Visualization is the act of imagining a scene in your mind.

For you, it’s going to involve mentally rehearsing yourself performing. Specifically, imagining yourself performing against an intimidating and aggressive competitor.

Now, there are two principals of visualization you must keep in mind: detail and emotion.

Your job is to go into as much detail as you can to be sure the scene is made as real as possible to your mind.

But before you do that, you must get yourself into the emotional state you want to be in when you perform against an intimidating player. This will pretty much be the exact oppositie of how you currently feel.

Take a moment and imagine how you want to feel when you compete against someone like this. To help, think about the emotional state you’re in when you play your best. That’s the state kept from you due to the fear and intimidation you feel.

Here’s what this practice will look like when put together:

  1.) Get yourself into a quiet place where you’re free from distractions. 

  2.) Close your eyes and take ten deep breaths to calm down.

  3.) Feel like you want to feel when you play your best. Make it intense and feel it completely.

  4.) Hold onto that feeling, and visualize yourself performing against an intimidating competitor.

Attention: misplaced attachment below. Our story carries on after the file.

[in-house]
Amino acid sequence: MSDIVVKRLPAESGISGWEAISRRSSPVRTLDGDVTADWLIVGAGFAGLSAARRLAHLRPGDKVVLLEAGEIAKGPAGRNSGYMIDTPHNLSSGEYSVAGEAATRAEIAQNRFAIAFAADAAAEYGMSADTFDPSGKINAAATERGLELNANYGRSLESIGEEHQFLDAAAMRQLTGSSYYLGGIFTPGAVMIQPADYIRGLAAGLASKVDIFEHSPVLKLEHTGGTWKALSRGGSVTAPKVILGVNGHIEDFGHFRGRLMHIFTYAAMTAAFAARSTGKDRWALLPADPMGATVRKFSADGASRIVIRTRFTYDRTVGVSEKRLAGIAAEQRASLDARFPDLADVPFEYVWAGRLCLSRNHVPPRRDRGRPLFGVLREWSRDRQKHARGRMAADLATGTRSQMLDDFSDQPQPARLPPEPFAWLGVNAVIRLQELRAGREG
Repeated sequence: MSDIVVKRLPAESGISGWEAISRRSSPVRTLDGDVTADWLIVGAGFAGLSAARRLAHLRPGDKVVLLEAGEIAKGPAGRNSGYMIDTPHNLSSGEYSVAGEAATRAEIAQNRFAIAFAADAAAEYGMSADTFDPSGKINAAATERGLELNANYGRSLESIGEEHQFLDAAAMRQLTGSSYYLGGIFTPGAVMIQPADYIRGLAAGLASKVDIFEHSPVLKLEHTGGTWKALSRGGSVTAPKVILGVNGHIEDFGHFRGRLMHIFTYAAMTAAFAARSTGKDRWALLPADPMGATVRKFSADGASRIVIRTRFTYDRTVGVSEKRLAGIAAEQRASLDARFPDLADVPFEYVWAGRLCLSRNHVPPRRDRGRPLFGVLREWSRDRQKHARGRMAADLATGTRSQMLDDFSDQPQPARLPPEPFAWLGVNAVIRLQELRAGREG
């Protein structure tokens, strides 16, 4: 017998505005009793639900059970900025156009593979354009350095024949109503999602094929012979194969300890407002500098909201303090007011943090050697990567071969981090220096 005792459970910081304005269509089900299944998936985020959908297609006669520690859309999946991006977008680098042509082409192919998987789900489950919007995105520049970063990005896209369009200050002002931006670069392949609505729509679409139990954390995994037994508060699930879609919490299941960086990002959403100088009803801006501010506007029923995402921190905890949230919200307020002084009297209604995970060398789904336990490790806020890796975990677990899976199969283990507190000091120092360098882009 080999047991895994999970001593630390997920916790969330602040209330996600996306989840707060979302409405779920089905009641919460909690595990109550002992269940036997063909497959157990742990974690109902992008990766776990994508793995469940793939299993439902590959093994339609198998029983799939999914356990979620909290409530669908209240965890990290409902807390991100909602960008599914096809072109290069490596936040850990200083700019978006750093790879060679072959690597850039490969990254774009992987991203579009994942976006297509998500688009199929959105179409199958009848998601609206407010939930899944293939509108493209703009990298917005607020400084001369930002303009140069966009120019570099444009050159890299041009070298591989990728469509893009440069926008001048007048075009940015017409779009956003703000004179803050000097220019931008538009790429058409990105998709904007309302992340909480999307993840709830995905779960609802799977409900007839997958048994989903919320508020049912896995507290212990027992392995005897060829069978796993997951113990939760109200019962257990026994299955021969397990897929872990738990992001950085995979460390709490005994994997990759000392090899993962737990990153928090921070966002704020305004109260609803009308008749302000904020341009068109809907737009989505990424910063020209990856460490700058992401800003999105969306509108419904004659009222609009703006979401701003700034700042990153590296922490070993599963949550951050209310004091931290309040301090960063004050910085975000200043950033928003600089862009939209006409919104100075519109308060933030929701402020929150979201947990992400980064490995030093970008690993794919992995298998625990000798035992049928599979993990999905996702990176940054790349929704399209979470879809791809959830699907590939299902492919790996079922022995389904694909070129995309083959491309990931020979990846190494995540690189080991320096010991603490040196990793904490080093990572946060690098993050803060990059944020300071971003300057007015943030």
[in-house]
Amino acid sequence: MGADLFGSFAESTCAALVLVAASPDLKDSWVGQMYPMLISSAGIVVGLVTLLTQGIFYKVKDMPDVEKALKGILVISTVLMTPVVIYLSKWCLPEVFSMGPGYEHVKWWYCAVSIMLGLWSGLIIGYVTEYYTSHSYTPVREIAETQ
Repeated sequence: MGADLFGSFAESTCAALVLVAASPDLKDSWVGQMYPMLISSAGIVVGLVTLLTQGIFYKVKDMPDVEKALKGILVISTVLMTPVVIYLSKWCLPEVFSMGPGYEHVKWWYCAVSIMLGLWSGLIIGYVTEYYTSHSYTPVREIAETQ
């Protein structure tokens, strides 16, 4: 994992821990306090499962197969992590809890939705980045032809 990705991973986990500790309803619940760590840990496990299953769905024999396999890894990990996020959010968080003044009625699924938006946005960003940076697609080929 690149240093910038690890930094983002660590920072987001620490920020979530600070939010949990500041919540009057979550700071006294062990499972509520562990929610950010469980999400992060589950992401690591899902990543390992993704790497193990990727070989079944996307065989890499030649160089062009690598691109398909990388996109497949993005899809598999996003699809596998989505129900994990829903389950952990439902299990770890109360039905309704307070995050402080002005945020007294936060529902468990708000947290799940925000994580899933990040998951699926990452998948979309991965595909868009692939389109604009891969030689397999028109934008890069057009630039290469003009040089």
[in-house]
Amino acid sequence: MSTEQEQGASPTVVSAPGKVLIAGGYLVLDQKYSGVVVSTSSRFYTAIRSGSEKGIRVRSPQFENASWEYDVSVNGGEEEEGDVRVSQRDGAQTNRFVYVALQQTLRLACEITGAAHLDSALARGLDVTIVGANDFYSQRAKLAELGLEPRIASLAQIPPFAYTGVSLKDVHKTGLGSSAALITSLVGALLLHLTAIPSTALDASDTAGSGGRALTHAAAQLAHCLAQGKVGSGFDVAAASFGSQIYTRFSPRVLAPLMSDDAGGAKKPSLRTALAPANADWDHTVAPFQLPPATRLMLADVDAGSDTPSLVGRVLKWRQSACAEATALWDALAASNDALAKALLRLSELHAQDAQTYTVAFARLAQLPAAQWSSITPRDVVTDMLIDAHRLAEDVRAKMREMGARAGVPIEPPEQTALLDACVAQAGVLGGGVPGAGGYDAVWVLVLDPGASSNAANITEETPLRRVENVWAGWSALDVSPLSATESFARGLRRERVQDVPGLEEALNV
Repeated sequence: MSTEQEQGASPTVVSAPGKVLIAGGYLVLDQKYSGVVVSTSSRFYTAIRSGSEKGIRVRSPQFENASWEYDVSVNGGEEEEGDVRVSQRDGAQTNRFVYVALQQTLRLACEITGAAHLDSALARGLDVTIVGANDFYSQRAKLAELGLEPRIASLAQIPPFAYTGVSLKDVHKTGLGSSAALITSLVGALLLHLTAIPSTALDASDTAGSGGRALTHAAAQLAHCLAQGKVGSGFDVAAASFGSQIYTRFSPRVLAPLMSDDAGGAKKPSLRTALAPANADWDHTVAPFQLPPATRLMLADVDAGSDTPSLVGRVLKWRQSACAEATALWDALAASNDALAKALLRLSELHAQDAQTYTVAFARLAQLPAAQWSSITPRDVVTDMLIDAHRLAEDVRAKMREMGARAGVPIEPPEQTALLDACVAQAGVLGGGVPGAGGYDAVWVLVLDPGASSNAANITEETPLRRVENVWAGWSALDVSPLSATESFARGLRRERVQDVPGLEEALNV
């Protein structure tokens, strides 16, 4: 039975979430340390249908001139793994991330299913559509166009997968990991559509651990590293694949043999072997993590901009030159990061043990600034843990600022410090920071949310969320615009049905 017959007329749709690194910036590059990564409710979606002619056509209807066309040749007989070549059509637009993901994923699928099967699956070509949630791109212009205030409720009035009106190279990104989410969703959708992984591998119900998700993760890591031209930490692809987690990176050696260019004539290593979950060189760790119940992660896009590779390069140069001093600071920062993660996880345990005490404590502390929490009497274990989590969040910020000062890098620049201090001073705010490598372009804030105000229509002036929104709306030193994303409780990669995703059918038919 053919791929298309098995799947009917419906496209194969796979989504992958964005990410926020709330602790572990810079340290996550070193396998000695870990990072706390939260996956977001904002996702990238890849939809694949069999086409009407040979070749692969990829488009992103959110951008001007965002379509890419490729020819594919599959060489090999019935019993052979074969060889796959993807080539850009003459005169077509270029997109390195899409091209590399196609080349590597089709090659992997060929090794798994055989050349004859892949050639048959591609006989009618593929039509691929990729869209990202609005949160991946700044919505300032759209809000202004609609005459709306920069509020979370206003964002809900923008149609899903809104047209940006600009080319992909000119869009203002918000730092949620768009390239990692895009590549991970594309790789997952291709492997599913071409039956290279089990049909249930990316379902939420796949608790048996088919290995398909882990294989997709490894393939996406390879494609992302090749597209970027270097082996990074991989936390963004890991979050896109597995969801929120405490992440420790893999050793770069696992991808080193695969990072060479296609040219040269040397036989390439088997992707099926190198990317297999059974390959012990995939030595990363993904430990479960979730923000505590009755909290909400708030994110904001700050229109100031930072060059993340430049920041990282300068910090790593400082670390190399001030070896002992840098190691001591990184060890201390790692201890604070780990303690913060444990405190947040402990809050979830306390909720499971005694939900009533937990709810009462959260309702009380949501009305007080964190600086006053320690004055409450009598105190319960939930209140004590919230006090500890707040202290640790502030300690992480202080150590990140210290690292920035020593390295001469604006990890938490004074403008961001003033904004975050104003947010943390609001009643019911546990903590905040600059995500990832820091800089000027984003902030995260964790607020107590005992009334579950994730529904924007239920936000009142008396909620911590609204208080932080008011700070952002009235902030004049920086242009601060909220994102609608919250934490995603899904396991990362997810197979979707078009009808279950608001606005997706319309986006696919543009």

Something that you can begin doing once you get used to how you want to feel, is practice switching from intimidated to that feeling.

This is done by taking the same approach as listed above, except before you get into that optimal state, you want to imagine yourself playing against an intimidating opponent and feel how you normally do. Then, practice switching that for how you want to feel.

Doing this works to associate that situation with a new feeling, rather than the old feelings of insecurity, fear, and intimidation.

Final Thoughts

Frustrating is the best way to describe finding yourself feeling intimidated when playing an intimidating or aggressive opponent.

What’s worse, a lot of times you know you are more skilled then the opposition. Yet, due to your emotional and mental reaction, you play timidly, distracted, full of fear, and overrall, simply below your potential.